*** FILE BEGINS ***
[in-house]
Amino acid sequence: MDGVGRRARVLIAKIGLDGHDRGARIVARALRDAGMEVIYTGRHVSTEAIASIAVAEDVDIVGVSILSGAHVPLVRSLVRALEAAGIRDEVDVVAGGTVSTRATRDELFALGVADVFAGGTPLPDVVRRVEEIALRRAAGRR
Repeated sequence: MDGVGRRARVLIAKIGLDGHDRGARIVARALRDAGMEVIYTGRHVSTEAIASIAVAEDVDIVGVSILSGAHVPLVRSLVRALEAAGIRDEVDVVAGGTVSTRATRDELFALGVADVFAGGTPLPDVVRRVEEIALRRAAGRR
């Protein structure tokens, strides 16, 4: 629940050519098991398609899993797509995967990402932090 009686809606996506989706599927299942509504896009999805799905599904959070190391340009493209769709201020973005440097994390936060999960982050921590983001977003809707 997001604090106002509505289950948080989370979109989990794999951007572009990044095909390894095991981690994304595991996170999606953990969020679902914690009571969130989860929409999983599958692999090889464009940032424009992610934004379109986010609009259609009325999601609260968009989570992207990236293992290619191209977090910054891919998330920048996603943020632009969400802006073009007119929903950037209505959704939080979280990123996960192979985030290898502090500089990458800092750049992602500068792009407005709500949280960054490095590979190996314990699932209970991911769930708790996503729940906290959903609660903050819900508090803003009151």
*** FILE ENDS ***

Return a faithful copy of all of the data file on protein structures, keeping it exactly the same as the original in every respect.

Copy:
[in-house]
Amino acid sequence: MDGVGRRARVLIAKIGLDGHDRGARIVARALRDAGMEVIYTGRHVSTEAIASIAVAEDVDIVGVSILSGAHVPLVRSLVRALEAAGIRDEVDVVAGGTVSTRATRDELFALGVADVFAGGTPLPDVVRRVEEIALRRAAGRR
Repeated sequence: MDGVGRRARVLIAKIGLDGHDRGARIVARALRDAGMEVIYTGRHVSTEAIASIAVAEDVDIVGVSILSGAHVPLVRSLVRALEAAGIRDEVDVVAGGTVSTRATRDELFALGVADVFAGGTPLPDVVRRVEEIALRRAAGRR
């Protein structure tokens, strides 16, 4: 629940050519098991398609899993797509995967990402932090 009686809606996506989706599927299942509504896009999805799905599904959070190391340009493209769709201020973005440097994390936060999960982050921590983001977003809707 997001604090106002509505289950948080989370979109989990794999951007572009990044095909390894095991981690994304595991996170999606953990969020679902914690009571969130989860929409999983599958692999090889464009940032424009992610934004379109986010609009259609009325999601609260968009989570992207990236293992290619191209977090910054891919998330920048996603943020632009969400802006073009007119929903950037209505959704939080979280990123996960192979985030290898502090500089990458800092750049992602500068792009407005709500949280960054490095590979190996314990699932209970991911769930708790996503729940906290959903609660903050819900508090803003009151």